If you don’t yet have disability insurance and rely on your income to live, get an own-occupation policy. Our independent financial advisors can walk you through what a disability insurance policy is and covers, as well as discussing which insurance carriers may be best for you.
8. Extend/Increase Your Term Life Insurance
One thing for certain is life changes over time. Some of you may have purchased a 20-year term life policy ten years ago when you had two kids. Now you have four kids, and some will still be in the house when your term policy expires.
If you are in decent health, it is pretty easy nowadays to get a decent amount of life insurance. Some companies will let you get up to $2 million of coverage without a health exam (if your application and health history look good). This is one of the silver linings the pandemic has brought us since people are hesitant to do in-person health exams while social distancing is still important.
9. Review/Update Beneficiaries on Life Insurance & Retirement Accounts
Make sure the beneficiaries on your accounts are who you want them to be. If you die, you want your money to go to the right people or entities. One of the essential components of estate planning is having beneficiaries properly named on your accounts/policies.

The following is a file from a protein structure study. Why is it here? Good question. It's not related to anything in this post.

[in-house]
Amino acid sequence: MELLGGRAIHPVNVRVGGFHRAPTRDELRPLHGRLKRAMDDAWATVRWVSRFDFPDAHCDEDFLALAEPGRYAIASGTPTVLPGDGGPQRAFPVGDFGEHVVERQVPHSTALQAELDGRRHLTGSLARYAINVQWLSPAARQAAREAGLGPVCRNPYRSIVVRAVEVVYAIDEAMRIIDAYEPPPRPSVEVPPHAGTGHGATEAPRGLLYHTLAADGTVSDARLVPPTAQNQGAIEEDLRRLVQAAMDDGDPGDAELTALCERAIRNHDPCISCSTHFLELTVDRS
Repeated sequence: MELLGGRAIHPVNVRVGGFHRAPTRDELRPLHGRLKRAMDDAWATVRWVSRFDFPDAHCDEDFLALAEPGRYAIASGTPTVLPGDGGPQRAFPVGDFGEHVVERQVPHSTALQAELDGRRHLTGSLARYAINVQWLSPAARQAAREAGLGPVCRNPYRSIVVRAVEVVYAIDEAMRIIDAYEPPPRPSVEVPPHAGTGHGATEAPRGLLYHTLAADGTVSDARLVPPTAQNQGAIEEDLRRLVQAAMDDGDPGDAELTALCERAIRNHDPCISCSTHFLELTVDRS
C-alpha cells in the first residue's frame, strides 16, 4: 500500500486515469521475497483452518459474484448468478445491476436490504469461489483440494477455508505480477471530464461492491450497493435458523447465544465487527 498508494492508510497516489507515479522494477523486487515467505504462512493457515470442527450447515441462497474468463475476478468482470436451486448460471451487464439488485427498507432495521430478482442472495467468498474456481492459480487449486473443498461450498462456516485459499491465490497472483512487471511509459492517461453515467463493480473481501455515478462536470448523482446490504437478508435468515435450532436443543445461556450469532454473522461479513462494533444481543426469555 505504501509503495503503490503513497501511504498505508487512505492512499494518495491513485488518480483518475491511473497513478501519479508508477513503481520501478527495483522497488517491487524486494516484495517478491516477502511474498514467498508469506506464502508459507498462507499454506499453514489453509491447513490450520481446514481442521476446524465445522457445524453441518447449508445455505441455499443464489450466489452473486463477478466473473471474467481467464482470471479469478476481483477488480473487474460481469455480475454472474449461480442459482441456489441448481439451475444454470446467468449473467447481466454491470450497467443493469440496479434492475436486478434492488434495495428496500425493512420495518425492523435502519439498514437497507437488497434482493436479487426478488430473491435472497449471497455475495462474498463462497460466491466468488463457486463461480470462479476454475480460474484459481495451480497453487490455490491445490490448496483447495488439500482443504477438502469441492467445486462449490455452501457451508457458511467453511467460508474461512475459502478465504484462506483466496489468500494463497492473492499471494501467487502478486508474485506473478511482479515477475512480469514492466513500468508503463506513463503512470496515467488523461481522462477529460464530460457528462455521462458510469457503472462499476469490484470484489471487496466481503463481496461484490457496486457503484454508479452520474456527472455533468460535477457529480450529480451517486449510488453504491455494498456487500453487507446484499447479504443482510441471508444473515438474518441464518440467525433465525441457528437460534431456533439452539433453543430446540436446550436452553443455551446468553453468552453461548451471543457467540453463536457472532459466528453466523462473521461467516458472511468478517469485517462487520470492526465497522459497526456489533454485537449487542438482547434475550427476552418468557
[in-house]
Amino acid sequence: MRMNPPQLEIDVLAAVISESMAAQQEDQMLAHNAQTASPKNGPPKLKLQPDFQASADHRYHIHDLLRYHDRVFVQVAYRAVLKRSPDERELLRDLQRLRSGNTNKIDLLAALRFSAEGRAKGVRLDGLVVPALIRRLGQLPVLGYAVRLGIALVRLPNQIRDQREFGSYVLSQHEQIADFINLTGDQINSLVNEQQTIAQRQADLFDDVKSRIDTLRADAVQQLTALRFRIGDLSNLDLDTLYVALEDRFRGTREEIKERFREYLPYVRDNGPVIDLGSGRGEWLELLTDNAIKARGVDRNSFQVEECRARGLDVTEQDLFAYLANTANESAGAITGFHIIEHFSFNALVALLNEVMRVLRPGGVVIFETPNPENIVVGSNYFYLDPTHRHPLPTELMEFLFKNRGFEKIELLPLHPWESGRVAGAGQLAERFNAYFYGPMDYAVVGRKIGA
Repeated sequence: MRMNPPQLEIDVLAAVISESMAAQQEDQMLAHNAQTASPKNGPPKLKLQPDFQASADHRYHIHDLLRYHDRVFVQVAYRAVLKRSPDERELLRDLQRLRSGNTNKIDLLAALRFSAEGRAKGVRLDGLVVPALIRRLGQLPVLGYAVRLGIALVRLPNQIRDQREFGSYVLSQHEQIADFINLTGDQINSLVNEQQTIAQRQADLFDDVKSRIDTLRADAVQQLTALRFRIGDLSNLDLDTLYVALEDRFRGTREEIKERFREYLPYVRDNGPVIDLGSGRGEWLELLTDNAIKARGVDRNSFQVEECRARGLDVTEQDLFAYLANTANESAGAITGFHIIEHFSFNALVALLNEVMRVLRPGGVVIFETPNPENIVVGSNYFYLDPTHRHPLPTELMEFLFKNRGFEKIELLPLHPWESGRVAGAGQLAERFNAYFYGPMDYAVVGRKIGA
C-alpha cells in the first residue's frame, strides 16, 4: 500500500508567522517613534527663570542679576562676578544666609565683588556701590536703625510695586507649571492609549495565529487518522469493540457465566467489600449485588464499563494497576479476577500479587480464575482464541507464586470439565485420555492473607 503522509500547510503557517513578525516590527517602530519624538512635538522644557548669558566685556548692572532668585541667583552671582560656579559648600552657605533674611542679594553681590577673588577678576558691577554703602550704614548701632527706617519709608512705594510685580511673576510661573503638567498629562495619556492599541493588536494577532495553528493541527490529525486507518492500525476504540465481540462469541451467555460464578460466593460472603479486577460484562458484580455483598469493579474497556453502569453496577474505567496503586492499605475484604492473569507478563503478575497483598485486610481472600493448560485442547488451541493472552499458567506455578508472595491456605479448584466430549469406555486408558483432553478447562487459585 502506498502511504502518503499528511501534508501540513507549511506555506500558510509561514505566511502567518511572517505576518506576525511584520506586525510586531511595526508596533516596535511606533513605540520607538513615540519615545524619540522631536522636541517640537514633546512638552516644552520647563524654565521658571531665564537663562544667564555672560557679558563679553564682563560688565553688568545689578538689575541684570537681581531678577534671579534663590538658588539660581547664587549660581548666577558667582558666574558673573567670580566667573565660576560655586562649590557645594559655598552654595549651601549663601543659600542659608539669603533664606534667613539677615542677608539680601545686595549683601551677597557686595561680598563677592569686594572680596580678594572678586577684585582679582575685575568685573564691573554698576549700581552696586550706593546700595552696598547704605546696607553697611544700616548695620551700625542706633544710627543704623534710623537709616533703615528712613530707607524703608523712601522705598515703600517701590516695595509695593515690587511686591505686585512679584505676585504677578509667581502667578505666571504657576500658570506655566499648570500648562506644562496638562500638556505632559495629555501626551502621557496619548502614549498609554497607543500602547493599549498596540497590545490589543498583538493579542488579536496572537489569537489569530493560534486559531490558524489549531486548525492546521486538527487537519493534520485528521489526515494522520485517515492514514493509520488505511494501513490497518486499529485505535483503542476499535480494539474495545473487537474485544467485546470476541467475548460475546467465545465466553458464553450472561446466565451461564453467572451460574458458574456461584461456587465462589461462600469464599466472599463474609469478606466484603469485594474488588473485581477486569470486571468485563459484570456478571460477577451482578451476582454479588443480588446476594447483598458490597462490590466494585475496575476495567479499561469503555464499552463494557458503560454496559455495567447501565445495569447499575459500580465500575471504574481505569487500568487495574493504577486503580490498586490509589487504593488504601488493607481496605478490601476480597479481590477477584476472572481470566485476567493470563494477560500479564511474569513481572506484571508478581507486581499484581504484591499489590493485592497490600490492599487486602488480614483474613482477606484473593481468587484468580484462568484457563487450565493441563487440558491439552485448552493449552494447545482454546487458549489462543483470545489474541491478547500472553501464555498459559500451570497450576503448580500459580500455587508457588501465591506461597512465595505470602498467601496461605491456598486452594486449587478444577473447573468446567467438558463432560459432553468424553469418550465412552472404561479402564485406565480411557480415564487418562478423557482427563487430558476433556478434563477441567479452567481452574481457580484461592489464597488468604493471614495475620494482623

10. Establish Estate Planning Documents
Like the life insurance discussion, estate planning is not the most fun financial planning topic. That does not diminish the importance of estate planning.
Speak to an estate planning attorney to establish a will, powers of attorney, possibly a Trust, and any other items that they may recommend.
As discussed above, if you create a Trust, it may be advisable to update your beneficiaries to reflect the creation of the Trust.
11. Increase Your Umbrella Liability Insurance
If you don’t have umbrella liability insurance, get it. You can purchase it through your home & auto insurance company, and it provides additional liability protection on top of your home and auto insurance. It is typically sold in $1 million increments. It should only cost $200-300/year. For the cost, it might be the least expensive form of asset protection you can buy.
12. Open a High Interest Savings Account
Currently, high-yield savings accounts are offering 3.0% – 4.0% annually. That is much more than what you are currently receiving with your savings account at a brick-and-mortar bank.